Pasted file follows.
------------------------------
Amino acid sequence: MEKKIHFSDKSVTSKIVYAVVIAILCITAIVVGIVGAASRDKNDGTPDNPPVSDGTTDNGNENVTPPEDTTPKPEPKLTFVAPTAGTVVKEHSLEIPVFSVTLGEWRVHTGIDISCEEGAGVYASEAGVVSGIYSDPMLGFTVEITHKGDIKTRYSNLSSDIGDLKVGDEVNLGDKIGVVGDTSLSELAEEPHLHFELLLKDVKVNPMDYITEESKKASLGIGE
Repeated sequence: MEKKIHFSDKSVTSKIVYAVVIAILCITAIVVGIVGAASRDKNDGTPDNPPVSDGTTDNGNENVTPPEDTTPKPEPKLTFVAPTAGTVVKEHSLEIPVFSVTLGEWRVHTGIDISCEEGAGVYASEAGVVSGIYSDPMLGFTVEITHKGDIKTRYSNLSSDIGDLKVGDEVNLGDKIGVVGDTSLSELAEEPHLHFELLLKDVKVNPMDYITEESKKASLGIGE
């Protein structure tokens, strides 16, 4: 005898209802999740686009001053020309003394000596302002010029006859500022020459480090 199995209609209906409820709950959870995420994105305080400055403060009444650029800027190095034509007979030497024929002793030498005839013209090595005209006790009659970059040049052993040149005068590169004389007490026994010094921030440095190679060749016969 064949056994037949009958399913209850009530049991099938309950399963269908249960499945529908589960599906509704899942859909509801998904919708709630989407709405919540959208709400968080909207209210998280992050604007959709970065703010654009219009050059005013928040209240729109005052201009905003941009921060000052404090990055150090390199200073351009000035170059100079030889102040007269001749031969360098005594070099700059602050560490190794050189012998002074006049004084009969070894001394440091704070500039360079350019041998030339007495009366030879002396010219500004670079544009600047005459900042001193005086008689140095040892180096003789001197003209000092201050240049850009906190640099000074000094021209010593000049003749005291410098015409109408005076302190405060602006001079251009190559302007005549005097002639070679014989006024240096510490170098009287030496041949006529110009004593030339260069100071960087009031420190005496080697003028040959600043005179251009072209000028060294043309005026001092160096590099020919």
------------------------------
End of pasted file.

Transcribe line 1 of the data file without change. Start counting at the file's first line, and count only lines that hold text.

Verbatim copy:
Amino acid sequence: MEKKIHFSDKSVTSKIVYAVVIAILCITAIVVGIVGAASRDKNDGTPDNPPVSDGTTDNGNENVTPPEDTTPKPEPKLTFVAPTAGTVVKEHSLEIPVFSVTLGEWRVHTGIDISCEEGAGVYASEAGVVSGIYSDPMLGFTVEITHKGDIKTRYSNLSSDIGDLKVGDEVNLGDKIGVVGDTSLSELAEEPHLHFELLLKDVKVNPMDYITEESKKASLGIGE